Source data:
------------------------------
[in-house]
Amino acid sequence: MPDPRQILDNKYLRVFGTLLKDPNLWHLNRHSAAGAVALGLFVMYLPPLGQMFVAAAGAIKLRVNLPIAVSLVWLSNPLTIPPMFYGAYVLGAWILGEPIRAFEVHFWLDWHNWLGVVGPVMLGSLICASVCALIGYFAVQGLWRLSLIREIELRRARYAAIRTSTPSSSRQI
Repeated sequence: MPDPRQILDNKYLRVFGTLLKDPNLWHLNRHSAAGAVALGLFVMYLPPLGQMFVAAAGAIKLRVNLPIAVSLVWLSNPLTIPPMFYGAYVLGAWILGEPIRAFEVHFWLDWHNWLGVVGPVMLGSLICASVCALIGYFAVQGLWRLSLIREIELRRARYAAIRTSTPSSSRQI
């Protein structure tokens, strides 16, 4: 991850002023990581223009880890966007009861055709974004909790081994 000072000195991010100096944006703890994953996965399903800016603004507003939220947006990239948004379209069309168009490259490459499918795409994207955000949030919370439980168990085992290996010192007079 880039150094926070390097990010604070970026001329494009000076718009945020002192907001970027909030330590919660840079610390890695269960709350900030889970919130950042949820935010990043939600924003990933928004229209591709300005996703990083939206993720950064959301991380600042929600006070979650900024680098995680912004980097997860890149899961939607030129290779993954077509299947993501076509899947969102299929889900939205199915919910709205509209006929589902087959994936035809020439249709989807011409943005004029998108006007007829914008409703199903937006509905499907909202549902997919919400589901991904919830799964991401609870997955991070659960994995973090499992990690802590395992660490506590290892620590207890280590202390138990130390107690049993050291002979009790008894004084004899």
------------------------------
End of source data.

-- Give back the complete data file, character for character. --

[in-house]
Amino acid sequence: MPDPRQILDNKYLRVFGTLLKDPNLWHLNRHSAAGAVALGLFVMYLPPLGQMFVAAAGAIKLRVNLPIAVSLVWLSNPLTIPPMFYGAYVLGAWILGEPIRAFEVHFWLDWHNWLGVVGPVMLGSLICASVCALIGYFAVQGLWRLSLIREIELRRARYAAIRTSTPSSSRQI
Repeated sequence: MPDPRQILDNKYLRVFGTLLKDPNLWHLNRHSAAGAVALGLFVMYLPPLGQMFVAAAGAIKLRVNLPIAVSLVWLSNPLTIPPMFYGAYVLGAWILGEPIRAFEVHFWLDWHNWLGVVGPVMLGSLICASVCALIGYFAVQGLWRLSLIREIELRRARYAAIRTSTPSSSRQI
């Protein structure tokens, strides 16, 4: 991850002023990581223009880890966007009861055709974004909790081994 000072000195991010100096944006703890994953996965399903800016603004507003939220947006990239948004379209069309168009490259490459499918795409994207955000949030919370439980168990085992290996010192007079 880039150094926070390097990010604070970026001329494009000076718009945020002192907001970027909030330590919660840079610390890695269960709350900030889970919130950042949820935010990043939600924003990933928004229209591709300005996703990083939206993720950064959301991380600042929600006070979650900024680098995680912004980097997860890149899961939607030129290779993954077509299947993501076509899947969102299929889900939205199915919910709205509209006929589902087959994936035809020439249709989807011409943005004029998108006007007829914008409703199903937006509905499907909202549902997919919400589901991904919830799964991401609870997955991070659960994995973090499992990690802590395992660490506590290892620590207890280590202390138990130390107690049993050291002979009790008894004084004899």